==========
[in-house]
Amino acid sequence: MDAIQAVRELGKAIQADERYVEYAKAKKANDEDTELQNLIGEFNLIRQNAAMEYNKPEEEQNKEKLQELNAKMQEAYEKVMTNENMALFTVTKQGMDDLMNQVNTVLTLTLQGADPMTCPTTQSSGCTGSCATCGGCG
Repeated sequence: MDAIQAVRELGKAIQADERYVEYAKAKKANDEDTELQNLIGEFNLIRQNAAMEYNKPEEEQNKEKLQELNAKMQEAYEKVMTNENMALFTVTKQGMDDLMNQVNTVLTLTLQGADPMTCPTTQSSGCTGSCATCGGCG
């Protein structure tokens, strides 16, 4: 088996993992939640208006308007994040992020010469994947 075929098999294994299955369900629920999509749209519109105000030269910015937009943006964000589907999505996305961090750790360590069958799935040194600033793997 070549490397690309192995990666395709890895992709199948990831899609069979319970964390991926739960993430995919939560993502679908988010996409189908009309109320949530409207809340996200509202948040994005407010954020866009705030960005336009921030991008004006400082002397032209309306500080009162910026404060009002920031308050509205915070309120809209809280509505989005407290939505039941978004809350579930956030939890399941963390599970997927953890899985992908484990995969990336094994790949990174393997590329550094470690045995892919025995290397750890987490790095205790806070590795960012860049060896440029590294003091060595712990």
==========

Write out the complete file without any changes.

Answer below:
[in-house]
Amino acid sequence: MDAIQAVRELGKAIQADERYVEYAKAKKANDEDTELQNLIGEFNLIRQNAAMEYNKPEEEQNKEKLQELNAKMQEAYEKVMTNENMALFTVTKQGMDDLMNQVNTVLTLTLQGADPMTCPTTQSSGCTGSCATCGGCG
Repeated sequence: MDAIQAVRELGKAIQADERYVEYAKAKKANDEDTELQNLIGEFNLIRQNAAMEYNKPEEEQNKEKLQELNAKMQEAYEKVMTNENMALFTVTKQGMDDLMNQVNTVLTLTLQGADPMTCPTTQSSGCTGSCATCGGCG
């Protein structure tokens, strides 16, 4: 088996993992939640208006308007994040992020010469994947 075929098999294994299955369900629920999509749209519109105000030269910015937009943006964000589907999505996305961090750790360590069958799935040194600033793997 070549490397690309192995990666395709890895992709199948990831899609069979319970964390991926739960993430995919939560993502679908988010996409189908009309109320949530409207809340996200509202948040994005407010954020866009705030960005336009921030991008004006400082002397032209309306500080009162910026404060009002920031308050509205915070309120809209809280509505989005407290939505039941978004809350579930956030939890399941963390599970997927953890899985992908484990995969990336094994790949990174393997590329550094470690045995892919025995290397750890987490790095205790806070590795960012860049060896440029590294003091060595712990």